A woman who says she was told she would not be welcome back to a venue in a hijab is on the verge of an anti-discrimination complaint which, ironically, has drawn an openly racist backlash on social media. Max Chalmers reports.
It’s the kind of self-fulfilling prophecy that inevitably follows allegations of racism or religious discrimination in Australia.
A Noosa badminton tournament has become the unlikely backdrop to a heated debate about the treatment of a Muslim woman at a local RSL, now subject to a pending complaint to Queensland’s Anti-Discrimination Commission.
Controversial in its own right, the incident has triggered a flurry of online abuse and open Islamophobia.
Hijran, a 35-year-old Melbourne woman who asked to keep her second name private, was in town with four other women to take part in the competition when she was questioned about her hijab at the Tewantin-Noosa RSL during a team dinner.
She says a member of staff approached her out of what she initially assumed to be curiosity about the headscarf. But, according to Hijran’s account, she was then informed that the garment was counter to the venue’s dress code, and although she would be allowed to stay for the evening she would not be able to return in the religious dress.
“[The staff member] said something along the lines of ‘we will allow you to stay on this occasion but if it was on a regular basis we would have to ask you to leave’,” she said.
Initially unfussed, Hijran grew increasingly irritated by the incident.
“I just wanted to enjoy myself but my mind kept going back to the incident. I thought later on: I was discriminated against,” she said. “…I thought I was ok at the time but later as it sunk in thought ‘that wasn’t very nice, how I was treated’.”
Phil Stephenson, CEO of Tewantin-Noosa RSL, disputes Hijran’s account of the event, though he did not witness it directly.
He said that according to a statement given to him by the staff member involved they had initially failed to recognise the hijab as a religious item, which should be exempt from the venue’s dress code on a religious basis. He said as soon as the staff member identified the item as of religious significance a “friendly chat” ensued.
When pushed on how Hijran’s understanding of the event had become so different to his he said, in relation to her account, “I don’t entirely believe it”. Stephenson declined to put New Matilda in contact with staff who directly witnessed the event and would not forward the statement tendered to him by the staff member involved.
After news of the incident spread among other members of the badminton tournament there was anger. One woman – not known personally to Hijran – left a post criticising the RSL on its Facebook page.
And then the inevitable happened.
Under the post a string of racial and religious abuse began.
Despite the club insisting it allows religious and medical exemptions for head coverings in all cases, some leaving comments said they supported the club preventing Muslim women wearing hijabs so that “the rules apply to everyone equally”. Others were more overt.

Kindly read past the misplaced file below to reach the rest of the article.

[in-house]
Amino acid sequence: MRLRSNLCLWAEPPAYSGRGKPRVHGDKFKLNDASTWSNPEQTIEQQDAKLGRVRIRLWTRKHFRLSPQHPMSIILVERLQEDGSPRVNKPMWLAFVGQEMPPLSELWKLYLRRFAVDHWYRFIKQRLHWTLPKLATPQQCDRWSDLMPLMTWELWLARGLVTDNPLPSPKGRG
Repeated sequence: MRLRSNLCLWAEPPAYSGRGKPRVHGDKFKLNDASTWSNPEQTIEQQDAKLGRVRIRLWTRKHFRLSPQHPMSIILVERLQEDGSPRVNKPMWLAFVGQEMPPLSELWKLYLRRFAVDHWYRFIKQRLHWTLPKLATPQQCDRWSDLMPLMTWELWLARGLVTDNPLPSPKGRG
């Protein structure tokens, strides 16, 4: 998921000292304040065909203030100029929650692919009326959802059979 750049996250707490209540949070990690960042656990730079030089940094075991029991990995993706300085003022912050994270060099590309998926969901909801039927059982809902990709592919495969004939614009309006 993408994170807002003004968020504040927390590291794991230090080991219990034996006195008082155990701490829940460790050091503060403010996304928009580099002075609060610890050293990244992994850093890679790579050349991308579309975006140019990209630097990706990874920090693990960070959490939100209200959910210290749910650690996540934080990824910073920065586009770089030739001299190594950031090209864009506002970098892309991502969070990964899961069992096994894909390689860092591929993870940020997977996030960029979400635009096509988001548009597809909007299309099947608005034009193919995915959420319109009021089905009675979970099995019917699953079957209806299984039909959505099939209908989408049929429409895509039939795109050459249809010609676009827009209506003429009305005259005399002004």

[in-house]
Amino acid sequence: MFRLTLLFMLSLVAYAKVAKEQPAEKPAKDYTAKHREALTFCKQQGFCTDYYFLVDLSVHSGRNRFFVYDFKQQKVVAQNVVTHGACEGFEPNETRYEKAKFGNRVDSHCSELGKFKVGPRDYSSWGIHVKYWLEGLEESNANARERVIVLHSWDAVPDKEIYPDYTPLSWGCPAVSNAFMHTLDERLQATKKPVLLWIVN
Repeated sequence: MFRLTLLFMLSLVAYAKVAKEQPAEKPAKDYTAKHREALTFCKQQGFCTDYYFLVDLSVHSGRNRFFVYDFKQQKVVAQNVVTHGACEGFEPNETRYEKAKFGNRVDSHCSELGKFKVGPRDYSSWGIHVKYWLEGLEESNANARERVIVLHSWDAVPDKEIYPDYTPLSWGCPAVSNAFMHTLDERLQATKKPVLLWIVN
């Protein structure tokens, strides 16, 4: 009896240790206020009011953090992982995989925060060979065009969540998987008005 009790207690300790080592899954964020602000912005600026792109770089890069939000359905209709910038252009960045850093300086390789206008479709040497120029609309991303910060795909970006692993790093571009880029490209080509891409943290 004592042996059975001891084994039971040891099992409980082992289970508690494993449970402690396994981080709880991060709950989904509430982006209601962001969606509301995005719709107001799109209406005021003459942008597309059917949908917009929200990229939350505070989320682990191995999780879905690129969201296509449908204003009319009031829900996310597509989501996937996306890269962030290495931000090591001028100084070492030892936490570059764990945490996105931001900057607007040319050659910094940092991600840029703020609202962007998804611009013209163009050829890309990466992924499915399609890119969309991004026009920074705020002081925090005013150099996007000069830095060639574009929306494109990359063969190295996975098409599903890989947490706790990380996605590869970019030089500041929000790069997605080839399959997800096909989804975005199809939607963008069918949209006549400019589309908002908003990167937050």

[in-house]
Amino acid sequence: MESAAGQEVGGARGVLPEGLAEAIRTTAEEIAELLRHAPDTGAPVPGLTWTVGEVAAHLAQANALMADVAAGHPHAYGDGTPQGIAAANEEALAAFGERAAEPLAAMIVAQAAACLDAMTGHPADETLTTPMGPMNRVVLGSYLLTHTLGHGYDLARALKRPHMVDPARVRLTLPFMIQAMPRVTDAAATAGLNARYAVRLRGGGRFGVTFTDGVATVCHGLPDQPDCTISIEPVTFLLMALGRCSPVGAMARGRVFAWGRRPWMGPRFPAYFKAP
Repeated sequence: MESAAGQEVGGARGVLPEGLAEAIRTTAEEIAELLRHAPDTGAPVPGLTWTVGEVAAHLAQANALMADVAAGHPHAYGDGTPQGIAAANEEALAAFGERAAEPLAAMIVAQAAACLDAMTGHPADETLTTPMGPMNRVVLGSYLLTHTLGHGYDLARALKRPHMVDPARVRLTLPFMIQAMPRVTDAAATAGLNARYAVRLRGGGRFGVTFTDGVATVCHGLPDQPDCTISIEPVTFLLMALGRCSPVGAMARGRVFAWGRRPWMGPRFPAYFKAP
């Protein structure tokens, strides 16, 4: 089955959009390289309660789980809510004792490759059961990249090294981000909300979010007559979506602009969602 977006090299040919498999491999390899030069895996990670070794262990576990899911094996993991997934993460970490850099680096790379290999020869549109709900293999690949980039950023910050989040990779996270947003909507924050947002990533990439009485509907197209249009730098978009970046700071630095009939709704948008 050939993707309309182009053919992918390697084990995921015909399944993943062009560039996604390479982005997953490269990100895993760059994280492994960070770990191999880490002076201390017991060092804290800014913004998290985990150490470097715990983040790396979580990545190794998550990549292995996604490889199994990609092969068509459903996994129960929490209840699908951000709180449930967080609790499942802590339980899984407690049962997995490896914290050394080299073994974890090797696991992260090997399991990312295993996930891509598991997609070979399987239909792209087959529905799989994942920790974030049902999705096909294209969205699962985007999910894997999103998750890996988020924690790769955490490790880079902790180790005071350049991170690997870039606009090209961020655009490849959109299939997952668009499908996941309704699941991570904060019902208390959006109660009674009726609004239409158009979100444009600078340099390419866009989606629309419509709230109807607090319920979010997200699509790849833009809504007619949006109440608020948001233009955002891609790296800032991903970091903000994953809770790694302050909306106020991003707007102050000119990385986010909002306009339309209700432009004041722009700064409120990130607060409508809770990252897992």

“Islam is not a religion but an evil cult. Dont [sic]like the rules? Keep out, simple as that,” Raymond Stuart wrote.
“stop playing the anti muslim [sic]card all the time you stupid muslims! [sic],” said Jason Hude.
When someone suggested this statement in fact proved Hude was himself racist, he replied: “And you prove why we call muslims [sic]terrorists and backward wife beating, boy raping, pedophile [sic]loving goat fuckers! you [sic]ignorant muslim [sic]pork eating moron!”
“Muslims, you can always rely on them to tell lies,” wrote Alan Prokes.
Hijran had no doubts about her account, and said the incident was definitely about more than the dress code. Born in Australia, she said other incidents of discrimination – such as being yelled at to ‘go back to where you came from’ on the streets – had always been brushed off, but this one had stayed with her.
“Maybe because I was on holiday I was more vulnerable,” she said.
The staff member did not use racial language, but Hijran disagreed the conversation had been pleasant or jovial.
Several of the comments in the (ever growing) thread on Facebook stood up for her.
“Religious discrimination is a big No no [sic]in Australia,” said Hisham Moustafa. “Clearly wearing religious attire is not deemed to be rude. Would you ask a nun to remove her headgear? No.
In a statement issued on the Tewantin Noosa RSL Facebook page, Stephenson said he would “note tolerate profanity and hateful comments” and would delete remarks of that nature.
Under the post one person replied: “SORRY but TRUE MOSLEMS do not get into SPORTS ACTIVITIES NOR do they eat food that is NOT Halal this is a PURE CAE of trying to GRAB some free money off the RSL!”
Another post linked the incident to “#creepingsharia” and Islamic State.
Hijran said she wanted to ensure other Muslim women visiting the venue were not treated the same way.
“We’re living in the 21st century, things like this shouldn’t be happening,” she said.
She has not received a formal apology.
Asked if anything would change going forward, Stephenson said staff had been apologetic on the night and insisted the club would continue to institute an exemption for clothing restrictions on the basis of religion.
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